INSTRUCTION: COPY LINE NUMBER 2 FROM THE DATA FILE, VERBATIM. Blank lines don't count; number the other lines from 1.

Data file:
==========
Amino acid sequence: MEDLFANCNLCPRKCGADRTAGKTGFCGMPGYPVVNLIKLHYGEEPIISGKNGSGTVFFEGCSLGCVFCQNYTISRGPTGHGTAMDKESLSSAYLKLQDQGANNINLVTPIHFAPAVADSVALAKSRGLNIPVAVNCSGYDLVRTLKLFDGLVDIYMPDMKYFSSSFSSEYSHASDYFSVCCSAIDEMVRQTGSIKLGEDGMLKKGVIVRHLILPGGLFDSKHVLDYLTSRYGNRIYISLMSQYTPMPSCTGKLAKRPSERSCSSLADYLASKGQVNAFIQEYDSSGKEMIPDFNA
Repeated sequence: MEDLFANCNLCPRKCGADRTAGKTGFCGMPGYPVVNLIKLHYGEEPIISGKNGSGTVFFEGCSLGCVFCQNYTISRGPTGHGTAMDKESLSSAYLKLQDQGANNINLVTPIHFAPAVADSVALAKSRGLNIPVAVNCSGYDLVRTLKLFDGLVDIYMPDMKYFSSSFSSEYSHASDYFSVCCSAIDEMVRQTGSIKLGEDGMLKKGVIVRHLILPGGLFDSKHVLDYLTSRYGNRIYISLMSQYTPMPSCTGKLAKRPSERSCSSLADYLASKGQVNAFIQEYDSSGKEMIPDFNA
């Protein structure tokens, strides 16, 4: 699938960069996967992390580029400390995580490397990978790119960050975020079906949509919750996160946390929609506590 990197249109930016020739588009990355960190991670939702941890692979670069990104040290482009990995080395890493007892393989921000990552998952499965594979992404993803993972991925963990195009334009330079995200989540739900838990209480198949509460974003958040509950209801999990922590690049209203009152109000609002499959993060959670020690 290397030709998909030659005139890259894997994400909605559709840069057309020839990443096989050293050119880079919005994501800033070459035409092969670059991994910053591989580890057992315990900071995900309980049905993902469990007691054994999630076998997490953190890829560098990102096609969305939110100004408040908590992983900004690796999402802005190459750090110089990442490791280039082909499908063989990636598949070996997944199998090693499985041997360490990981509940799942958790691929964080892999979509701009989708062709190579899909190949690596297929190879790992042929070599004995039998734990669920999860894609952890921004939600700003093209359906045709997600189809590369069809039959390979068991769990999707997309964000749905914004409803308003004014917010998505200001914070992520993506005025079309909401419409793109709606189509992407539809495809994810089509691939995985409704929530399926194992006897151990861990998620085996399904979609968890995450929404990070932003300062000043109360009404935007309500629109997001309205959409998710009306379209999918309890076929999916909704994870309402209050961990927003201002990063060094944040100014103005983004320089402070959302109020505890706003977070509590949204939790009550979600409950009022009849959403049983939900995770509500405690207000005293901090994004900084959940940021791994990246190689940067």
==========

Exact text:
Repeated sequence: MEDLFANCNLCPRKCGADRTAGKTGFCGMPGYPVVNLIKLHYGEEPIISGKNGSGTVFFEGCSLGCVFCQNYTISRGPTGHGTAMDKESLSSAYLKLQDQGANNINLVTPIHFAPAVADSVALAKSRGLNIPVAVNCSGYDLVRTLKLFDGLVDIYMPDMKYFSSSFSSEYSHASDYFSVCCSAIDEMVRQTGSIKLGEDGMLKKGVIVRHLILPGGLFDSKHVLDYLTSRYGNRIYISLMSQYTPMPSCTGKLAKRPSERSCSSLADYLASKGQVNAFIQEYDSSGKEMIPDFNA